WASHINGTON—The U.S. Postal Service (USPS) on Tuesday outlined a proposed 10-year strategic plan that would slow current first-class delivery standards and raise some prices to stem $160 billion in forecasted red ink over the next decade.
The plan would revise existing one-to-three-day service standards for first-class mail letters to one to five days. USPS said 61 percent of current first-class mail volume would stay at its current standard.
It would shift more deliveries to trucks rather than airplanes, consolidate mail processing and cut hours at some retail locations. The plan assumes $44 billion in additional revenue from price increases, but officials declined to offer further details.
USPS Postmaster General Louis DeJoy, who was named last year to head USPS, said without changes the Postal Service would need a “government bailout”—something it does not want to seek.
DeJoy acknowledges USPS performed poorly over the holiday season as it was inundated by package deliveries even as first-class mail volume shrank.
USPS needs significant financial relief from Congress and the Biden administration from pre-funding obligations and other changes that could address $58 billion in anticipated losses.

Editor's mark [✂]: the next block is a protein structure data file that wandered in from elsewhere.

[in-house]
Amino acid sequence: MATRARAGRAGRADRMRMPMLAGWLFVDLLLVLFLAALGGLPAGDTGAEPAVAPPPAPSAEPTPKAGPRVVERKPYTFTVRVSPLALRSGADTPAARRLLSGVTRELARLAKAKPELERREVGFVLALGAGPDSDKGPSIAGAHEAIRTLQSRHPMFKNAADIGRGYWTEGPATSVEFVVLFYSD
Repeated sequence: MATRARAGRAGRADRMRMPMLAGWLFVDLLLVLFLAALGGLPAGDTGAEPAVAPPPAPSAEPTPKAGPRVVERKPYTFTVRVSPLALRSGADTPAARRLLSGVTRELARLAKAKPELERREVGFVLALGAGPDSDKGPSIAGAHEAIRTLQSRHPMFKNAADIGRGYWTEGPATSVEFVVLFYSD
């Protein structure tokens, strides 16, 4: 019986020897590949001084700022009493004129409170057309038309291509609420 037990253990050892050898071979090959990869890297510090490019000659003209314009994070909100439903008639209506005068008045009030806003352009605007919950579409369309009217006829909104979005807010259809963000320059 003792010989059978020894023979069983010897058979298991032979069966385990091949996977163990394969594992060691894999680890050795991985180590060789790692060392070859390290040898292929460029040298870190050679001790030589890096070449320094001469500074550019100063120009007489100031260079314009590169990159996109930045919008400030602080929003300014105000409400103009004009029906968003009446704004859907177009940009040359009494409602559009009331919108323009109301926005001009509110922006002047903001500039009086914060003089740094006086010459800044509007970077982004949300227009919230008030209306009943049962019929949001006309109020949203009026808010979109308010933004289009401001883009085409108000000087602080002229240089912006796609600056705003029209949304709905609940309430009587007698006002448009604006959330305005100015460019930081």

House Speaker Nancy Pelosi criticized DeJoy’s plan but said Congress will ensure in a forthcoming infrastructure bill “the Postal Service has the resources needed to serve the American people.”
USPS has reported net losses totaling $86.7 billion from 2007 through 2020. One reason for the red ink is that Congress in 2006 passed legislation requiring USPS to pre-fund more than $120 billion in retiree health care and pension liabilities.
Rep. Carolyn Maloney (D-N.Y.), who chairs the committee overseeing USPS, has circulated draft legislation to address USPS financial issues.
DeJoy says current standards are “not achievable.” For the last budget year, average first-class mail service performance was 89.7 percent, significantly below target.
The plan invests $4 billion to refurbish retail outlets, consolidates some city postal locations and seeks to move more first-class mail by trucks rather than air. USPS does not own its own airplanes.
USPS also said it could commit to an all-electric delivery fleet by 2035 with assistance from Congress—and vows to spend $11 billion on vehicles over the next decade. Earlier this month, USPS said it could electrify its fleet to the “maximum extent” operationally feasible if it received $8 billion in government assistance.
In February, USPS picked Oshkosh Defense for a multibillion-dollar contract to make up to 165,000 delivery vehicles, rejecting an all-electric bid by Workhorse Group.
By David Shepardson